Today, Maria is considered one of the foremost experts on Italian Cuisine and culture, and has been called the Italian ’Martha Stewart’ (Celebrity Society magazine 06/06). The Basic Art of Italian Cooking book series was awarded the Gourmand World Cookbook Awards in Paris, France.

A  lover of the arts, Maria is also famous for intertwining  (in her own style ) food with art, travel, and life and a portion of her blog was selected to be part of the digital exhibit for the Kuntshistoriches Museum in Vienna, Austria for its cultural references of Mozart. A frequent guest on radio, TV and national media features. She serves as a spokesperson for many food and kitchen related companies, look for her on QVC. She also serves as food consultant for new products. Maria is frequently found cooking center stage at many consumer and trade show events as guest Celebrity Chef and designs corporate teambuilding programs for Fortune 500 companies. As a professional speaker, Maria is asked to speak at many events on her success. The rest, as they say, is history. She divides her time between her office and residence in the USA and Italy where she writes her books and hosts specialty culinary and wine programs and food/travel writing at some of Italy and Europe’s most magnificent castles and vineyards. (Courtesy of MariaLiberati.com)

Maria is the author of many books. Here’s a short list:

The Basic Art of Italian Cooking

The Basic Art of Italian Cooking: Holidays and Special Occasions-2nd edition (this one won the 2010 Gourmand Word Awards)

The Basic Art of Italian Cooking: DaVinci Style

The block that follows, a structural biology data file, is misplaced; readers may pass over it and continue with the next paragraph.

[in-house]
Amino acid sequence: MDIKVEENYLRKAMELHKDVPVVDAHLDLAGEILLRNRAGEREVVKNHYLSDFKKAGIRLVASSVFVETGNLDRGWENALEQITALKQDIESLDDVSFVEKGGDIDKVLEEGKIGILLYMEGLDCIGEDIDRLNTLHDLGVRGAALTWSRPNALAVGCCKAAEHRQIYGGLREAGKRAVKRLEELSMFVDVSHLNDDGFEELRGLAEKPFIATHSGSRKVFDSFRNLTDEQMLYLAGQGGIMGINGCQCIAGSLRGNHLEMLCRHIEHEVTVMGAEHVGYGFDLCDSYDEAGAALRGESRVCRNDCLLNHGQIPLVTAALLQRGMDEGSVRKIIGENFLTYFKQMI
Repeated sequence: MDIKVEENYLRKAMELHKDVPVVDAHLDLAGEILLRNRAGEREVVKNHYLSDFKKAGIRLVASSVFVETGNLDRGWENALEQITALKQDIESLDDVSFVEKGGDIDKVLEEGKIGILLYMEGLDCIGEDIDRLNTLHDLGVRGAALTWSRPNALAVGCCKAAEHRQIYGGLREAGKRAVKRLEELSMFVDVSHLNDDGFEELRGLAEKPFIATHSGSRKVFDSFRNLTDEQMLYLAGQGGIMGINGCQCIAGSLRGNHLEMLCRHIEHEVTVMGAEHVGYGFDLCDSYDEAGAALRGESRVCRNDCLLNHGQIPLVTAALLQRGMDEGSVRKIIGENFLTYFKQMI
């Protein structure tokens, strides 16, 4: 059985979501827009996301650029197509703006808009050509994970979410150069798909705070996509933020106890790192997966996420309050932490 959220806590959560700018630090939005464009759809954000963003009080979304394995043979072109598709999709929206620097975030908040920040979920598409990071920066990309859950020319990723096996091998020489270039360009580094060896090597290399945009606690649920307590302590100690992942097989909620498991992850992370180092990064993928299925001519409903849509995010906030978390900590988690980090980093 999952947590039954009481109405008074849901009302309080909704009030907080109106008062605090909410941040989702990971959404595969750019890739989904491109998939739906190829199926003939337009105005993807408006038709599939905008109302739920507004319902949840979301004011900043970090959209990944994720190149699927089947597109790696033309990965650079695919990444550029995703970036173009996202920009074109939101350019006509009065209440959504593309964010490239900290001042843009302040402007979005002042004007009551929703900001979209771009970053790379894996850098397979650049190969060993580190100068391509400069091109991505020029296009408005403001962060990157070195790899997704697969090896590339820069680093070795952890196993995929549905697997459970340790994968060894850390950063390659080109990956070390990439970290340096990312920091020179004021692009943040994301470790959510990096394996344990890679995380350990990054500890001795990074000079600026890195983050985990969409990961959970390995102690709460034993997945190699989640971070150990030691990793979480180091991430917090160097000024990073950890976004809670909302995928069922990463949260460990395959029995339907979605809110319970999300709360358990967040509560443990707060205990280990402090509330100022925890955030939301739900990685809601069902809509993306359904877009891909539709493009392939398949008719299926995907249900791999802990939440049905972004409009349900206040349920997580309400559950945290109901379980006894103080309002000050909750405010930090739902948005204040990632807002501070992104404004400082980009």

The Basic Art of…Pasta

The Basic Art of…Pizza

The Basic Art of…Coffee

The Basic Art of…Cocktails

The Basic Art of…Creating a Tuscan Style Wedding

The Basic Art of…Experiencing Venice

The Basic Art of…Christmas Dinner




Tiziano Thomas Dossena
: Maria, when and why did your passion for cooking develop into a full-time enterprise?

Maria Liberati: After I wrote my first book- The Basic Art of Italian Cooking- this became a full-time enterprise. The popularity of the book just took off, I had to create a blog, and I was getting asked to do book signings and appearances throughout the USA and at some places in Italy. The blog quickly grew to over 300,000 worldwide followers. Once I began doing TV appearances I was asked to create a TV series based on my book series. I am now working on my second TV series.

Tiziano Thomas Dossena:: Could you tell us more about the concept of your culinary travel books?

Maria Liberati: The concept for the book series was to create not just a book filled with recipes but a food experience. I always felt that food in Italy is not just about eating a meal but experiencing the meal Besides the awesome flavors, Italian food is so well loved because when you sit down to an Italian meal you are part of an experience that includes not only the food but the ambiance, the sentiment of eating together with good friends and/or family, and the history related to the ingredients and or the recipes. So the food evokes the senses in many ways. And I felt that a book of just Italian recipes did not really portray Italian food the way it should be; I wanted people to experience the recipes not just put a bunch of ingredients together. Therefore, I set out to create stories that related to the recipes and menus, so that people could experience Italian food. To truly enjoy Italian food, you should experience the food, not just eat it.